The Sugarhill Gang is an American hip-hop group, known mostly for one hit, Rapper's Delight, the first hip-hop single to become a Top 40 hit. The track uses the bass line from Good Times as its foundation. The members, all from New York City, called themselves Wonder Mike, Big Bank Hank, and Master Gee. They were assembled into a group by producer Sylvia Robinson who also founded Sugar Hill Records along with her husband and record mogul Joe Robinson.
please all vote for merging this page with "Feromones", without "the", because the band changed it's name.
There are two bands called "The Romans": (1) The Romans were one of Los Angeles' first super-groups with members of the budding art/punk scene sweeping Southern California in the early 80's. With members from Human Hands, Monitor, BPeople, The Deadbeats, 45 Grave, Consumers, Tikis, the LAFMS and Green on Red, The Romans added a unique voice to the "LA Punk" movement. While the explosive chemistry of The Romans was short lived...
Mari Wilson (born Mari MacMillan Ramsey Wilson, 29 September 1957, in London), is an English singer, best known for her sometimes quirky, early 1960s influenced pop music songs, and her (former) trademark beehive hairdo. She enjoyed six chart hits in the UK in the early 1980s, performed with jazz bands, and sang the theme-song to the TV sitcom Coupling, "Perhaps, Perhaps, Perhaps". She has also performed in musicals, and has been a feature on a BBC TV series about celebrities and their health (she has Type 1 Diabetes).
There are at least four artist with this name: 1) Born Kenneth Gordy, Rockwell is the son of Motown Records founder Berry Gordy. He changed his name so as to avoid charges of nepotism, wanting to make it in the music business on his talent alone. He signed to Motown as a solo artist without his father's knowledge, taking his name from his high school band. His first single, the Michael Jackson-esque "Somebody's Watching Me," which featured backing vocals from both Michael and Jermaine Jackson, shot into the Top Ten...
The Smiths were an English band from Manchester, UK formed in 1982 consisting of Steven Patrick Morrissey (Vocals, Lyrics), Johnny Marr (Guitar, Music), Mike Joyce (Drums) and Andy Rourke (Bass). Hugely influential, The Smiths lasted all of five years from 1982 to 1987, releasing during this period four studio albums (The Smiths , Meat Is Murder , The Queen Is Dead and finally Strangeways, Here We Come ) and three compilation albums (Hatful of Hollow, The World Won't Listen and Louder Than Bombs).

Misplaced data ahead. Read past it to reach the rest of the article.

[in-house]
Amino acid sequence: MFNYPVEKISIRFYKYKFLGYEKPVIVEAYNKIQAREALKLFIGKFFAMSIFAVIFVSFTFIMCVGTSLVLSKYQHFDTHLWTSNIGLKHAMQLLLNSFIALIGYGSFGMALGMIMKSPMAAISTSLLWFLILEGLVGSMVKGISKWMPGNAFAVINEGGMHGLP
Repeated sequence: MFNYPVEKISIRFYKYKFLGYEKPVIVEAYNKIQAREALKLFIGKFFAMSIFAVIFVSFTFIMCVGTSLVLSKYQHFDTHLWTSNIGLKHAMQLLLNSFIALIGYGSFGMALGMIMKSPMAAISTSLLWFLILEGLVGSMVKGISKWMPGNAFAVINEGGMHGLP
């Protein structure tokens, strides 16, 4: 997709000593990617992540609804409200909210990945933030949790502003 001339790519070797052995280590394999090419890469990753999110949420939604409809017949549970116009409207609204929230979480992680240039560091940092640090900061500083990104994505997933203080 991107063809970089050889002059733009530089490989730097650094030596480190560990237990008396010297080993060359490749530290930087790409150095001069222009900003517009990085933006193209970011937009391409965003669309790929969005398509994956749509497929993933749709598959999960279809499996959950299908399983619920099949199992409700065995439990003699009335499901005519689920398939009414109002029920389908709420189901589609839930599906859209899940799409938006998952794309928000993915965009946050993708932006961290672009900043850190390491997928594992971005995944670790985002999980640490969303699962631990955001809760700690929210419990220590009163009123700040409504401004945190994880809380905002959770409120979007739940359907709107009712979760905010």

Bob Marley & the Wailers was a reggae band created in 1974 by Bob Marley, after Peter Tosh and Bunny Wailer left the precursor band, The Wailers. Bob Marley & The Wailers formed in Kingston, Jamaica and consisted of Bob Marley himself as guitarist, song writer and lead singer, Wailers Band as the backing band and the I Threes as backup vocalists. The band included the brothers Carlton Barrett and Aston "family Man" Barrett on drums and bass respectively, Junior Marvin and Al Anderson on lead guitar, Tyrone Downie and Earl "Wire" Lindo on keyboards, and Alvin "Seeco" Patterson on percussion.
Orchestral Manoeuvres in the Dark (often abbreviated to OMD) is a synth pop group whose founding members are originally from The Wirral Peninsula, United Kingdom. OMD record for Virgin Records (originally for Virgin's DinDisc subsidiary). The group was founded in 1978 by Andy McCluskey and Paul Humphreys, after they had been involved in several bands, including The Id. Later drummer Malcolm Holmes and saxophonist Martin Cooper joined.
After the Fire was a British prog rock/new wave band that originally formed in 1971 in London, England. They are one of a small group of acts to be a one hit wonder in both the UK and US with entirely different songs (1979's "One Rule for You" and 1982's "Der Kommissar", respectively). The band originally formed in 1971/early 1972 with Peter Banks on keyboards, John Leach on bass and Ian Adamson on drums. The original group disbanded in December 1972. Peter went on to play keyboards for Narnia, playing alongside John Russell.
Simon and myself had met when we were both around 12 years old. We’d both been expelled from local public boy’s schools unable to adhere to the regimes and doctrines of a private education. A career in banking, the military or the city didn’t suit our recalcitrant ways so we were sent to the local comprehensive where we were taught how to be thick. We loved everything sixties, the clothes, the look, the songs, the bands, the T.V. the films and anything to do with Ealing Cinema.